Handle: RePEc:nbr:nberwo:5624

Note: EFG
Contact details of provider:
Postal: National Bureau of Economic Research, 1050 Massachusetts Avenue Cambridge, MA 02138, U.S.A.
Phone: 617-868-3900
Email:
Web page: http://www.nber.org
More information through EDIRC

Related research

Keywords:

Other versions of this item:

Find related papers by JEL classification:

References

References listed on IDEAS
Please report citation or reference errors to , or , if you are the registered author of the cited work, log in to your RePEc Author Service profile, click on "citations" and make appropriate adjustments.:
as in new window
  1. Piketty, Thomas, 1995. "Social Mobility and Redistributive Politics," The Quarterly Journal of Economics, MIT Press, vol. 110(3), pages 551-84, August.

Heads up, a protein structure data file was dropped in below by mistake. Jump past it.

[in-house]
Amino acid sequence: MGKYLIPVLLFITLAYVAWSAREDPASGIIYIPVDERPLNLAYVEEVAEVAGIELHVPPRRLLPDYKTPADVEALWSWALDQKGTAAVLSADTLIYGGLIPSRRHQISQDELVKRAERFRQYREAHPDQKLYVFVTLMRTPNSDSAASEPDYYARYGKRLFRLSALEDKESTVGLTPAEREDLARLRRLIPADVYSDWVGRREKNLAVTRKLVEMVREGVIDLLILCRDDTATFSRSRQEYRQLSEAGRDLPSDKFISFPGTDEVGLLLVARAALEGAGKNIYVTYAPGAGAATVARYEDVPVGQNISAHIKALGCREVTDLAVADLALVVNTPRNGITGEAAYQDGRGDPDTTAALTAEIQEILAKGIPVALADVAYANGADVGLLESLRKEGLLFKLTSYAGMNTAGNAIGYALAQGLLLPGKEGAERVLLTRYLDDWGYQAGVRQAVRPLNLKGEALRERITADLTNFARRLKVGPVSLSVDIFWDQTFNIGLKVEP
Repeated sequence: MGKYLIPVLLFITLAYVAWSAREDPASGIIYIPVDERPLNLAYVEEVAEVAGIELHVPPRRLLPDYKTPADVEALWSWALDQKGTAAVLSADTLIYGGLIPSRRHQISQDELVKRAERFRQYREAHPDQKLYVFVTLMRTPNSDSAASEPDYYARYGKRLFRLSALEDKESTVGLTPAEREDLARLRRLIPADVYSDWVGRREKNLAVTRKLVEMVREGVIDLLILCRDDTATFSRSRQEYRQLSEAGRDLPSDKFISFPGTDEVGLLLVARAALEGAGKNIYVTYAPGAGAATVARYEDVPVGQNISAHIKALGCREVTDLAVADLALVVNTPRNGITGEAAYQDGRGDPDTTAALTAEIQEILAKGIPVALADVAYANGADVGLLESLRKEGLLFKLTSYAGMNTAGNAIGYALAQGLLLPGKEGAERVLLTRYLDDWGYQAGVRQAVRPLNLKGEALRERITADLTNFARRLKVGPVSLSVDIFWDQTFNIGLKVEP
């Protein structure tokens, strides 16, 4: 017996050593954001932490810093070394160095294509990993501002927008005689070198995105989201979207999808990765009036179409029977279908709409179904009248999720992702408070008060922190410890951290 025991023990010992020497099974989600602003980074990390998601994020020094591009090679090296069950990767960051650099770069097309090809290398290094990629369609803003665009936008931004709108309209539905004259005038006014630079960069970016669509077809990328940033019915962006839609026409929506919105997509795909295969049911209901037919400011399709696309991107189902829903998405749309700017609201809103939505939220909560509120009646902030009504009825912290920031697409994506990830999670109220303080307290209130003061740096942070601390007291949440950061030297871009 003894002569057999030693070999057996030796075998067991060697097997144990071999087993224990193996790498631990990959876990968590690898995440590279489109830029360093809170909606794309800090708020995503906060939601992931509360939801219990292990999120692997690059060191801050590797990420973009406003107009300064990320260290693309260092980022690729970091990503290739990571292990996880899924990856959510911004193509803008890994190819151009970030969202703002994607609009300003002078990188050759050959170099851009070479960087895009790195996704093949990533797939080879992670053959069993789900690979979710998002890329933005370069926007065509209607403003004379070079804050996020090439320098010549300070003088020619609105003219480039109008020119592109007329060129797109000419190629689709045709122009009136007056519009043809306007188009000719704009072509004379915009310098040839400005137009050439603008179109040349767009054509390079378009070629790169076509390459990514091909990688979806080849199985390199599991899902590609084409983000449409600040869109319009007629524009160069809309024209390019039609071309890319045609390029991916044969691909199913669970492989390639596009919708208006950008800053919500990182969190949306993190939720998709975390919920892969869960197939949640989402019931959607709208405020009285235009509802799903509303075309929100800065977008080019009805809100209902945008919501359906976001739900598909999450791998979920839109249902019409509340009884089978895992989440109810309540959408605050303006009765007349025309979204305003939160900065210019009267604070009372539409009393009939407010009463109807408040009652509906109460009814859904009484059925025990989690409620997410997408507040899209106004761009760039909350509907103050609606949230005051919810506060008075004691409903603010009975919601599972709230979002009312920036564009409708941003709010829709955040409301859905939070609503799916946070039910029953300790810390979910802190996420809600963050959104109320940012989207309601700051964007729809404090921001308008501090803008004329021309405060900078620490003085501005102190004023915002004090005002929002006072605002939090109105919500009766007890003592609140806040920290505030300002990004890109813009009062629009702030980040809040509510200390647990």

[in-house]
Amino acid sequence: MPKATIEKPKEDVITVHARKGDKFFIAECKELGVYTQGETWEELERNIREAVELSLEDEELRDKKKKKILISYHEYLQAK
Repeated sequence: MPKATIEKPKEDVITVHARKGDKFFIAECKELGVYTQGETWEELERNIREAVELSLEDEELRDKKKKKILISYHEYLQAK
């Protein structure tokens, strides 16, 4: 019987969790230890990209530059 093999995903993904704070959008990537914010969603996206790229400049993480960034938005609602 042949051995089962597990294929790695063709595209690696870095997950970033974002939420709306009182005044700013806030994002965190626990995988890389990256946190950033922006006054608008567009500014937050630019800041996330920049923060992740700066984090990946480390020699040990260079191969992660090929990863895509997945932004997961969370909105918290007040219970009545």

2. Daron Acemoglu, 1995. "Matching, Heterogeneity and the Evolution of Income Distribution," Working papers 95-25, Massachusetts Institute of Technology (MIT), Department of Economics.
  3. Levy, Frank & Murnane, Richard J, 1992. "U.S. Earnings Levels and Earnings Inequality: A Review of Recent Trends and Proposed Explanations," Journal of Economic Literature, American Economic Association, vol. 30(3), pages 1333-81, September.
  4. Atkinson,A.B. & Rainwater,L. & Smeeding,T., 1995. "Income Distribution in European Countries," Cambridge Working Papers in Economics 9535, Faculty of Economics, University of Cambridge.
  5. Akerlof, George A, 1982. "Labor Contracts as Partial Gift Exchange," The Quarterly Journal of Economics, MIT Press, vol. 97(4), pages 543-69, November.
  6. Deininger, K & Squire, L, 1996. "Measuring Income Inequality : A New Data-Base," Papers 537, Harvard - Institute for International Development.